Therefore, targeting these pathways may be an effective strategy for producing active and functional NK cells. In the present study to promote NK differentiation, RAS/MAPK pathway was activated using IGF-1 [19], JAK/STAT signaling pathway was induced using IL-21 [20, 21] and TGF-β signaling pathway was blocked using SIS3 [22,23,24]. Moreover, IL-7 was used as the NK cells differentiation and maturation factor [25, 26].

The aim of the present study was to differentiated to functional NK cells from UCB-CD34 + through manipulation of RAS/MAPK, PI3K/AKT, JAK/STAT and TGF-β as the critical activation and inhibition signaling pathways of NK cells starting from the early differentiation phase (Fig. 1). Another goal of this study was achieving the desirable NK cell quantity during the differentiation process.

Fig. 1
figure1

Conceptual schema of the generation and activation of NK cells. In the present study, RAS/MAPK, PI3K/AKT, JAK/STAT pathways (involved in NK cells differentiation and activation) and TGF-β pathway (involved in NK cells dysfunction) were induced and inhibited respectively

Methods

Cell lines

K562 and SKOV3 cell lines (Royan Institute Cell Bank, Tehran, Iran) were cultured in RPMI 1640 (Gibco, USA) containing 50 U/ml penicillin, 50 mg/ml streptomycin and 10% FBS and incubated at 37 °C in 5% CO2.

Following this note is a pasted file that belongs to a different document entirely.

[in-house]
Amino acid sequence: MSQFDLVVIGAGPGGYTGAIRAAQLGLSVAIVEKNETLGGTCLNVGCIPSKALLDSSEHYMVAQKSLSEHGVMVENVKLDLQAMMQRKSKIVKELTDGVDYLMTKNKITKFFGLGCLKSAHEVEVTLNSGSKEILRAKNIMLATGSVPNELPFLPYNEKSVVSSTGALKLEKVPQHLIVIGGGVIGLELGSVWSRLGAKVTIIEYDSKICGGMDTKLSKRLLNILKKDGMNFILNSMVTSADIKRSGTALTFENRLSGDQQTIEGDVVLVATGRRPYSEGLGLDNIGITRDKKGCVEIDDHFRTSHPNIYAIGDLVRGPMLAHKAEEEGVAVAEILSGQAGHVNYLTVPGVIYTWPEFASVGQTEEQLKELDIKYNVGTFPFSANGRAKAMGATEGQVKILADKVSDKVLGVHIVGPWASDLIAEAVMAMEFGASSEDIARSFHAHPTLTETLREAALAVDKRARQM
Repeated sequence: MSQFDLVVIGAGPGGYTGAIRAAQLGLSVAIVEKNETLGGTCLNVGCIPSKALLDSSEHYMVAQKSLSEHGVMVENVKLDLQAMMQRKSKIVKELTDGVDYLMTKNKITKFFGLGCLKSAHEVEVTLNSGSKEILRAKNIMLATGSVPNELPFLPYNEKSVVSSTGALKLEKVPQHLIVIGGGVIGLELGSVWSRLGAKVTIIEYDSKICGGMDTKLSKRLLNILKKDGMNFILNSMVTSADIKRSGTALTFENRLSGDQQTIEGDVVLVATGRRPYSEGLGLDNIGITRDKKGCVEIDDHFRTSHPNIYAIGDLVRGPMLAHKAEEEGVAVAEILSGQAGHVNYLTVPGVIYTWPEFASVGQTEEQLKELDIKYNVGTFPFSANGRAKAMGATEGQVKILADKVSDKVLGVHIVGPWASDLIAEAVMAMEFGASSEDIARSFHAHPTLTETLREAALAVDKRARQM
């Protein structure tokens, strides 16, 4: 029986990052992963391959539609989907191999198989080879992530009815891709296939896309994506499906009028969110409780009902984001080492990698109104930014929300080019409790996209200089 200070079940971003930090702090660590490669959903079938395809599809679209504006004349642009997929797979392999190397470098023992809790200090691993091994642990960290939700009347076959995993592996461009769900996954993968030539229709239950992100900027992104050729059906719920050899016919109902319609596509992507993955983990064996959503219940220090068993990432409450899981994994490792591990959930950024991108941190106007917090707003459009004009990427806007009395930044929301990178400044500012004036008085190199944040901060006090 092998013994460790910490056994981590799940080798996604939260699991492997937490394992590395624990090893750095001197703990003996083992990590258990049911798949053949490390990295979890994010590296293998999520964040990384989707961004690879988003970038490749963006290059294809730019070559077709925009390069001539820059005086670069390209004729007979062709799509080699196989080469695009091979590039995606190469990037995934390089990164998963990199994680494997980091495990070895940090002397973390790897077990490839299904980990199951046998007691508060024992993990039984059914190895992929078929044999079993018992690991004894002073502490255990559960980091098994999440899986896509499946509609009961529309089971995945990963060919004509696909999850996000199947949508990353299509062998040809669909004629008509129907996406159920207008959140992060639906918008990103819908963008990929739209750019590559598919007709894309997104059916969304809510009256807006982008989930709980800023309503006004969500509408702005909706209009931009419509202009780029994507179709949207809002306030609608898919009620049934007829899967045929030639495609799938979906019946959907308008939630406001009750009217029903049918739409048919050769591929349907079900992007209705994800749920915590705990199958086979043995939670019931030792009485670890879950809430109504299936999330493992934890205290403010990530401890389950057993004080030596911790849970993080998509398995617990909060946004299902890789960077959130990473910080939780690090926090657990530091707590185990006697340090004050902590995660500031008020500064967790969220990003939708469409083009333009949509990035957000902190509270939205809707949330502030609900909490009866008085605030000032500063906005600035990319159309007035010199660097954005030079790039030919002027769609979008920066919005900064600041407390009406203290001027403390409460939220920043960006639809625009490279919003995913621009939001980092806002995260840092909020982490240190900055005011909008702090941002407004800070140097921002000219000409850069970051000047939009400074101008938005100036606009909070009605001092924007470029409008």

Isolation and expansion of CD34 + cells

MNCs were harvested from UCB using Ficoll-Hypaque density gradient centrifugation and then CD34 + cells were isolated using magnetic bead selection (Miltenyi Biotech, USA). The purity of the isolated cells was 92% ± 2.30 (Additional file 1: Figure S1) which was confirmed by flowcytometry and specific antibody against CD34.

CD34 + cells were seeded at 7 × 105 cells per well in 6-well plates (TPP, Switzerland) in Advanced RPMI 1640 medium (Gibco, USA) with penicillin/streptomycin (100 U/ml) and cytokines cocktail (SCF, TPO, FLt3-L, IL-3, IL-6, and GM-CSF) (all from R&D Systems, USA) at the expansion phase of cultures (Table 1). Every 2–3 days, half of the media was replaced with fresh media for 7 days. Fold expansion was calculated by dividing the absolute output number of the expanded cells after each phase of culture by the respective number on the day 0.

Table 1 Culture media in different phases of NK generation

Differentiation of CD34 + cells to NK cells and their activation